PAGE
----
Let's not assume...

Today, I have an entirely new take on Jobs story. Job, a man of great grief and sorrow, and his three friends- men who have been ear marked as men of poor counsel.

For years I have heard many messages about Jobs three friends- Eliphaz, Bildad, and Zophar, and they are always painted in a light of stupidity and dim-wittedness. Individuals who were hasty with their lips- deserving of a beat down for accusing Job during his time of mourning and despair. (Albeit, it seems they were actually trying to encourage him.)

But over all, when you look closer at their tale, being awful friends is just not their case in my humble opinion. I don’t even think this would disagree with scripture- I think instead, it disagrees with how we have often read it. We always need to vilify someone when we face difficult times, and for the reader, it’s easy for us to see Jobs despair, and point the finger towards his friends.

Let’s consider their interactions with Job.

First, they sat silent for many days (seven to be exact) before even speaking (Job 2:13). I’m not sure I would have that type of patience- oh, I get that Jobs trial was awful, but even under terrible circumstances I’m not sure I’ve ever sat still, silently, days on end for anyone. They had a fortitude, and they understood that being a friend sometimes means simply sitting still next to the one who is hurting.

Second, when they did finally speak its apparent their insight went much deeper then random poor-counsel. Yes, it was poor, but far from random. Speculative? Certainly…but still not poor. They knew sin in ones life had the potential to bring hardship. Is this not what Ecclesiastes touches on? And that book is herald as a book of wisdom.

As I read their interaction closely, I recognized truth and wisdom in their words when they eventually spoke up. Even Job agreed with a majority of their counsel. I do not believe his friends to be foolish, but rather, I think it's evident that they were deeply sincere, caring and passionate- faithful friends of Job who loved him deeply. Certainly they felt close enough to be open and honest.

They spoke foolishly, presumptuously and impulsively - but that doesn’t mean they were fools, presumptuous or impulsive. We’ve all had moments of behavior like theirs, but maintaining the label of fool for life due to a moment of lapsed judgement isn’t really fair.

Do you have people in your life who feel so confident in their relationship with you that they would be willing to call you out in sin? Do you feel the liberty to correct loved ones?

I believe they were God-fearing and knowledgeable.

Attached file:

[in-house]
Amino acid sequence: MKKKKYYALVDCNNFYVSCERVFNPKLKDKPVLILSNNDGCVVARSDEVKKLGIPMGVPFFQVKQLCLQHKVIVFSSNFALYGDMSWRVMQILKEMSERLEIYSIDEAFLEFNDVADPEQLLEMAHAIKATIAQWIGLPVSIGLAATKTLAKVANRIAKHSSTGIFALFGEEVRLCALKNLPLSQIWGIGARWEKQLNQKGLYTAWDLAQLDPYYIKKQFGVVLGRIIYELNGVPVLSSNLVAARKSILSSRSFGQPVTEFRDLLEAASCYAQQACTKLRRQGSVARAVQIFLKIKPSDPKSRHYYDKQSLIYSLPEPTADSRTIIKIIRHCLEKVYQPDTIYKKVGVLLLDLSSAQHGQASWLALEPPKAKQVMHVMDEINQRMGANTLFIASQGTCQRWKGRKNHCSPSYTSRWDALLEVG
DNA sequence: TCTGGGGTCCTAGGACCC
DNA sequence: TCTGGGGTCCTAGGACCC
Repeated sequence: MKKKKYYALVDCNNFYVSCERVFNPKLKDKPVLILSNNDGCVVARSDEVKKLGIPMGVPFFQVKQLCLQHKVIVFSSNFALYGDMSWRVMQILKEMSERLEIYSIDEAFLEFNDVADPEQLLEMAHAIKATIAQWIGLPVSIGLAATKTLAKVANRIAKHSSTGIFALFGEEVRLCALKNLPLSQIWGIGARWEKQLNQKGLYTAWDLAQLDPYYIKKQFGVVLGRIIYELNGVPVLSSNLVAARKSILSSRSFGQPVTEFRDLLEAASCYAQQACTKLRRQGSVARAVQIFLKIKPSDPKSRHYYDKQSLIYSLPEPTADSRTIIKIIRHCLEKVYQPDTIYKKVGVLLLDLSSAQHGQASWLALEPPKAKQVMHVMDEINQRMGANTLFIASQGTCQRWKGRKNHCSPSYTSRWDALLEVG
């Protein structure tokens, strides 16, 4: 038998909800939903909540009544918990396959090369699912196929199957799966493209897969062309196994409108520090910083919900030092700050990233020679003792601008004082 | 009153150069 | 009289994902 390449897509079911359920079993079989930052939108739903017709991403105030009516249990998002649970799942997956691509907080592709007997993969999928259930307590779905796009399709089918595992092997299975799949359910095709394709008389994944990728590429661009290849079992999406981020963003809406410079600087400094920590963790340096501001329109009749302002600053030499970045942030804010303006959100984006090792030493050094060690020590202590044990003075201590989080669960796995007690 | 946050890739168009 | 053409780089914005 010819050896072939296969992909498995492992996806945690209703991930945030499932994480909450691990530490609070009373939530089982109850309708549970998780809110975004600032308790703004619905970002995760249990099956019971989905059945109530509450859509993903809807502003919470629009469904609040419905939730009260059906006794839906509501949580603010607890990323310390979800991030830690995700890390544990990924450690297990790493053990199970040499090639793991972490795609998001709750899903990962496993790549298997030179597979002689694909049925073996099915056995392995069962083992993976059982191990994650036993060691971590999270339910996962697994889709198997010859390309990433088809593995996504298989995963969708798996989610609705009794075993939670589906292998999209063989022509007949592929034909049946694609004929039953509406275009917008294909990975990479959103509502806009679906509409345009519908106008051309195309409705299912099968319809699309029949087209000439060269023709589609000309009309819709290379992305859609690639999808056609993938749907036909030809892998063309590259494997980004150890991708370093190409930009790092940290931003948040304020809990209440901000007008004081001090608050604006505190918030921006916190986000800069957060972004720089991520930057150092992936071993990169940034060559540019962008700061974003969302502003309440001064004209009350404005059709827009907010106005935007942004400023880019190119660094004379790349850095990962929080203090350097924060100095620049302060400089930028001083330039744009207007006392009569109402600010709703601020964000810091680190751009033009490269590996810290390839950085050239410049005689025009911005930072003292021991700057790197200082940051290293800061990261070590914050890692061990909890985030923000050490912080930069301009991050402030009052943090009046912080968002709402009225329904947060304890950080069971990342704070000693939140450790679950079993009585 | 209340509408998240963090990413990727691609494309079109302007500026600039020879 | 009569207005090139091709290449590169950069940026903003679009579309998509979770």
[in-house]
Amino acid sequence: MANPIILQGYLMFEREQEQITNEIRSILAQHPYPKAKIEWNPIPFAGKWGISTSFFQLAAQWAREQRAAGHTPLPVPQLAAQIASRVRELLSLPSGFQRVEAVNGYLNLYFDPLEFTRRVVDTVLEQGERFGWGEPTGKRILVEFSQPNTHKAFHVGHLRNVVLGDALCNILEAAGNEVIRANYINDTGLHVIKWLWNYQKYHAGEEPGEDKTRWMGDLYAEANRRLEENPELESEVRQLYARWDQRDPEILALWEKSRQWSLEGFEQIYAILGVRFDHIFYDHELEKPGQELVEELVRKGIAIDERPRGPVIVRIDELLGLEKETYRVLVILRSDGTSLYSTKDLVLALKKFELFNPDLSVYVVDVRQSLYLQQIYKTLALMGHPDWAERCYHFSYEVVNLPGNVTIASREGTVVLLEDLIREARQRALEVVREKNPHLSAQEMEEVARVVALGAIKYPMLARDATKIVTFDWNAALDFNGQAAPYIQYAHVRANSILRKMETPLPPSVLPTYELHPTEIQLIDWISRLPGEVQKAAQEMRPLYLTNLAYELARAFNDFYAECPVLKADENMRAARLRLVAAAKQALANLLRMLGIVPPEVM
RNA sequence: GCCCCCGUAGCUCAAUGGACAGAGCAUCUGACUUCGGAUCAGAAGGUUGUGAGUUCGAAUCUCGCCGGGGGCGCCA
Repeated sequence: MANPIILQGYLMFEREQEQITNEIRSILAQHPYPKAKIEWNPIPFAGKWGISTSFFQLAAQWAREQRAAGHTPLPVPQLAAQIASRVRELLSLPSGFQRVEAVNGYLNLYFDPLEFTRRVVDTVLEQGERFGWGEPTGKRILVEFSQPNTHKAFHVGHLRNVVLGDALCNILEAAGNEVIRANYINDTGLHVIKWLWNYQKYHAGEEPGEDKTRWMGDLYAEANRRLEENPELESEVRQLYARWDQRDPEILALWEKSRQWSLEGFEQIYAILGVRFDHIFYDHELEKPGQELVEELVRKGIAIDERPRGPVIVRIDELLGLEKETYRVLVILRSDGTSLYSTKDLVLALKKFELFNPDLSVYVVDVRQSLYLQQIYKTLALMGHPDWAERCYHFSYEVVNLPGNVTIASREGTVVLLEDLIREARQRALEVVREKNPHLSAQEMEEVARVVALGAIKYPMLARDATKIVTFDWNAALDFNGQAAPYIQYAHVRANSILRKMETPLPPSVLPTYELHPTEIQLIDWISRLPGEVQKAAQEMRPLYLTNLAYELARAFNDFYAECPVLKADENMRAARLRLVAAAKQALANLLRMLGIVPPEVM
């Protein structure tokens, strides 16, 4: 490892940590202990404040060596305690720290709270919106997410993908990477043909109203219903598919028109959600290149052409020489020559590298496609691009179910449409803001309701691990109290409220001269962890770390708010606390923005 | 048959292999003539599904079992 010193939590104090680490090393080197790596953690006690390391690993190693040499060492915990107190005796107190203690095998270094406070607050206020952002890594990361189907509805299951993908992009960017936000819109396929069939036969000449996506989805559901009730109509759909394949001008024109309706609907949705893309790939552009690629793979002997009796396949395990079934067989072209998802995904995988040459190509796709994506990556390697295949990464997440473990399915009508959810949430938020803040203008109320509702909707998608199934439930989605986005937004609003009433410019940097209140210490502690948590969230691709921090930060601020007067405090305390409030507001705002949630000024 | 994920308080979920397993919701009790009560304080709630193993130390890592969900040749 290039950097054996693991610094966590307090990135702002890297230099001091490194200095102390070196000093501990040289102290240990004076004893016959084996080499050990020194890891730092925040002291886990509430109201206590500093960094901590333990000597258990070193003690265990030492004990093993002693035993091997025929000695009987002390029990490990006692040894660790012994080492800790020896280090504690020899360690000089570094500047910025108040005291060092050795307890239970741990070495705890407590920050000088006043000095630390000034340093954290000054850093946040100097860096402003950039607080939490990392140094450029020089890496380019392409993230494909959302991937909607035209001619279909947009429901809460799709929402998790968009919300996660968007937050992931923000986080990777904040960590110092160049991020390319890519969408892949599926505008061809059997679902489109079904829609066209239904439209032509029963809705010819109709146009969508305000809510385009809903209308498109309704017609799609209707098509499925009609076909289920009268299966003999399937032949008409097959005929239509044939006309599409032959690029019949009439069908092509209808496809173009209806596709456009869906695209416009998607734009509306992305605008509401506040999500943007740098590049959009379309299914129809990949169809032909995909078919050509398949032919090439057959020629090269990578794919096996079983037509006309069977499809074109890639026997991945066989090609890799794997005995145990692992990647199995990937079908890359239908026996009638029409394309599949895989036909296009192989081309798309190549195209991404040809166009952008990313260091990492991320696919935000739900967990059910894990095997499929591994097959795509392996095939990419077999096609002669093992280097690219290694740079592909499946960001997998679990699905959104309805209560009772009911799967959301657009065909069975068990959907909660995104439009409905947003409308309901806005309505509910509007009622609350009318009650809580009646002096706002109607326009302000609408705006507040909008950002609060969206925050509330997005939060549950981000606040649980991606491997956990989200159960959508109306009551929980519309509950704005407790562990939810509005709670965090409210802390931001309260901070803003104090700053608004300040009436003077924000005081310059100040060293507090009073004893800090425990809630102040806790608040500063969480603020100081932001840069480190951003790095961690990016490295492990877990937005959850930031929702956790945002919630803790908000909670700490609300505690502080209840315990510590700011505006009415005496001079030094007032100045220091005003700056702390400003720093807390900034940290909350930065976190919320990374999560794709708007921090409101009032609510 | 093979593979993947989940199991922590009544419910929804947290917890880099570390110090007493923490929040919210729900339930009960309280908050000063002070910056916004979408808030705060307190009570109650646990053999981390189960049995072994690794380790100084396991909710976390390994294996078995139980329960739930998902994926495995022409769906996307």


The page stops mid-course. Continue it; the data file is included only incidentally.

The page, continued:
But what they, like most of the religious community seemed to miss was the incalculability and sovereignty of God. We cannot hold God hostage to His word or His promises. They are not there for us to demand or beat God over the head with. And certainly we can not manipulate God in any form, especially when we presume to understand matters that our beyond our finite minds.

We cannot control or invoke Him to act on our behalf. We can only believe in His love and trust in Christ's sacrifice. Job understood this in part. What Job needed was someone to pray with him and for him. He needed someone to reach out to God. He needed a mediator.

JOB 9:32-35
32 “God is not a mortal like me,
so I cannot argue with him or take him to trial.
33 If only there were a mediator between us,
someone who could bring us together.
34 The mediator could make God stop beating me,
and I would no longer live in terror of his punishment.
35 Then I could speak to him without fear,
but I cannot do that in my own strength.

33-35 blow's me away- Job recognized his need for Jesus-several thousands of years before Jesus would even be born.

Jobs friends failure was misrepresenting Gods character.

We cannot assume God’s actions and character based on what we comprehend. When something seems out of sorts let’s not fumble to speak on behalf of God if we are not certain. Instead, let us give God the space He needs to move, function and do as He chooses. Pray for the grace to understand and respond accordingly instead - not assumingely. We would do better to simply pray for others.

It’s amazing how far an “I don’t know” and, “I don’t have an answer for that” will go

Trials often do not need our interpretation. Most often trials simply requires your ear.

Aaron RiosComment